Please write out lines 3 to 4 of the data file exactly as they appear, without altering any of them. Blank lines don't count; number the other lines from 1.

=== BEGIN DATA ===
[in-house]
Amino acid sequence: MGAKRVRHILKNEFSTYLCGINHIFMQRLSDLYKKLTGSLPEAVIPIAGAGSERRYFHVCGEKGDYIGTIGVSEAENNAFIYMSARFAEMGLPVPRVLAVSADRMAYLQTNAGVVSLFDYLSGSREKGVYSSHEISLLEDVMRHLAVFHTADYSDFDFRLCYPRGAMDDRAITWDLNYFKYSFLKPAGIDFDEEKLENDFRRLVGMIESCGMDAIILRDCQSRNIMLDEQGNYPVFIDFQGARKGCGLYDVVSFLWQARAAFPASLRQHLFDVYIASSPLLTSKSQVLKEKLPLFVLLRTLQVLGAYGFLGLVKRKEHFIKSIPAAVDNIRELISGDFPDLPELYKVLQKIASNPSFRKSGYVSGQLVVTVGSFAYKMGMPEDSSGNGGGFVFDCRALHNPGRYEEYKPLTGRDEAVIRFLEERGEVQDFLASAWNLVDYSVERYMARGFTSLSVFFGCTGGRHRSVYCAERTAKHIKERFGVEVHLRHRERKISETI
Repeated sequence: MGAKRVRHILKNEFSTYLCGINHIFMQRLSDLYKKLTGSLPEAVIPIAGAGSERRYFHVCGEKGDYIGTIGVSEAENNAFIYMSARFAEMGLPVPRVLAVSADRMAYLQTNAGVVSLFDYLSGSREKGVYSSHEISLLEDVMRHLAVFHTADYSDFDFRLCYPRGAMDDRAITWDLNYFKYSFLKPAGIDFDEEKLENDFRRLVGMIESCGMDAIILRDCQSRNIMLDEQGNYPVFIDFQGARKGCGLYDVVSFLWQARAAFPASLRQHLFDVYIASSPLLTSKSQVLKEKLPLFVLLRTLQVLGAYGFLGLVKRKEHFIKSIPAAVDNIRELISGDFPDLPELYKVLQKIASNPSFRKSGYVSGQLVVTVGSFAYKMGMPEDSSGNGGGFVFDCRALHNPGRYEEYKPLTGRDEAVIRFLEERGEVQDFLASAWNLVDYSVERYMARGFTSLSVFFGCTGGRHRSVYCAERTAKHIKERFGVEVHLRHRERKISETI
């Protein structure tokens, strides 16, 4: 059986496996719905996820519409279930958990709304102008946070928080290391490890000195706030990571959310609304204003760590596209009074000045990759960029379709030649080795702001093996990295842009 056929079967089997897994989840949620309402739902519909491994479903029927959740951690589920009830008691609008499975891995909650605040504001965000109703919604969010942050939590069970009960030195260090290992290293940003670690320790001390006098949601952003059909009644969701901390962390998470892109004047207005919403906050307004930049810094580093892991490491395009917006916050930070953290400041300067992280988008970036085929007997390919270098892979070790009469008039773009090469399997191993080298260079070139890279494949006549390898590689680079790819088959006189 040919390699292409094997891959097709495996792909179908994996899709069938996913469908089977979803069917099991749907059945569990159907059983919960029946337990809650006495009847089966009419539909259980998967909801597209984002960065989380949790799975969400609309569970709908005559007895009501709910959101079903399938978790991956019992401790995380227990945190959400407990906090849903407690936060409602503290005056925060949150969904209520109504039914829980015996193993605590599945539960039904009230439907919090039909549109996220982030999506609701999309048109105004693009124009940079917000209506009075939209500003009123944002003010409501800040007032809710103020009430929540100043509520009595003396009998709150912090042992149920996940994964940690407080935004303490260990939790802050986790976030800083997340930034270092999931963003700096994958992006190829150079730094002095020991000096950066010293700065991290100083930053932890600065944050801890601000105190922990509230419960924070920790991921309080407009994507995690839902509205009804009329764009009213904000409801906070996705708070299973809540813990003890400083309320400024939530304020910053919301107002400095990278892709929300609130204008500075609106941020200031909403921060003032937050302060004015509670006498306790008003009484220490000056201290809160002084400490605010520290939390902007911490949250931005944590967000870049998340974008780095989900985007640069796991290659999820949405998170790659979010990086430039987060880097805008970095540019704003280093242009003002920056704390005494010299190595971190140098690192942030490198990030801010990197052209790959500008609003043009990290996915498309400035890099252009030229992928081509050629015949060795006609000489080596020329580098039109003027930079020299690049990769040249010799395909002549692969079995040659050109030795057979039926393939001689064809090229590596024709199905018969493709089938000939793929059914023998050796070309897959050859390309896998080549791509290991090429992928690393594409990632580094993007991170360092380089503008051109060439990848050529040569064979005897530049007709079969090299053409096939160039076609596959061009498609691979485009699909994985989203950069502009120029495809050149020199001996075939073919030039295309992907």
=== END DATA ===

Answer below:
Repeated sequence: MGAKRVRHILKNEFSTYLCGINHIFMQRLSDLYKKLTGSLPEAVIPIAGAGSERRYFHVCGEKGDYIGTIGVSEAENNAFIYMSARFAEMGLPVPRVLAVSADRMAYLQTNAGVVSLFDYLSGSREKGVYSSHEISLLEDVMRHLAVFHTADYSDFDFRLCYPRGAMDDRAITWDLNYFKYSFLKPAGIDFDEEKLENDFRRLVGMIESCGMDAIILRDCQSRNIMLDEQGNYPVFIDFQGARKGCGLYDVVSFLWQARAAFPASLRQHLFDVYIASSPLLTSKSQVLKEKLPLFVLLRTLQVLGAYGFLGLVKRKEHFIKSIPAAVDNIRELISGDFPDLPELYKVLQKIASNPSFRKSGYVSGQLVVTVGSFAYKMGMPEDSSGNGGGFVFDCRALHNPGRYEEYKPLTGRDEAVIRFLEERGEVQDFLASAWNLVDYSVERYMARGFTSLSVFFGCTGGRHRSVYCAERTAKHIKERFGVEVHLRHRERKISETI
């Protein structure tokens, strides 16, 4: 059986496996719905996820519409279930958990709304102008946070928080290391490890000195706030990571959310609304204003760590596209009074000045990759960029379709030649080795702001093996990295842009 056929079967089997897994989840949620309402739902519909491994479903029927959740951690589920009830008691609008499975891995909650605040504001965000109703919604969010942050939590069970009960030195260090290992290293940003670690320790001390006098949601952003059909009644969701901390962390998470892109004047207005919403906050307004930049810094580093892991490491395009917006916050930070953290400041300067992280988008970036085929007997390919270098892979070790009469008039773009090469399997191993080298260079070139890279494949006549390898590689680079790819088959006189 040919390699292409094997891959097709495996792909179908994996899709069938996913469908089977979803069917099991749907059945569990159907059983919960029946337990809650006495009847089966009419539909259980998967909801597209984002960065989380949790799975969400609309569970709908005559007895009501709910959101079903399938978790991956019992401790995380227990945190959400407990906090849903407690936060409602503290005056925060949150969904209520109504039914829980015996193993605590599945539960039904009230439907919090039909549109996220982030999506609701999309048109105004693009124009940079917000209506009075939209500003009123944002003010409501800040007032809710103020009430929540100043509520009595003396009998709150912090042992149920996940994964940690407080935004303490260990939790802050986790976030800083997340930034270092999931963003700096994958992006190829150079730094002095020991000096950066010293700065991290100083930053932890600065944050801890601000105190922990509230419960924070920790991921309080407009994507995690839902509205009804009329764009009213904000409801906070996705708070299973809540813990003890400083309320400024939530304020910053919301107002400095990278892709929300609130204008500075609106941020200031909403921060003032937050302060004015509670006498306790008003009484220490000056201290809160002084400490605010520290939390902007911490949250931005944590967000870049998340974008780095989900985007640069796991290659999820949405998170790659979010990086430039987060880097805008970095540019704003280093242009003002920056704390005494010299190595971190140098690192942030490198990030801010990197052209790959500008609003043009990290996915498309400035890099252009030229992928081509050629015949060795006609000489080596020329580098039109003027930079020299690049990769040249010799395909002549692969079995040659050109030795057979039926393939001689064809090229590596024709199905018969493709089938000939793929059914023998050796070309897959050859390309896998080549791509290991090429992928690393594409990632580094993007991170360092380089503008051109060439990848050529040569064979005897530049007709079969090299053409096939160039076609596959061009498609691979485009699909994985989203950069502009120029495809050149020199001996075939073919030039295309992907």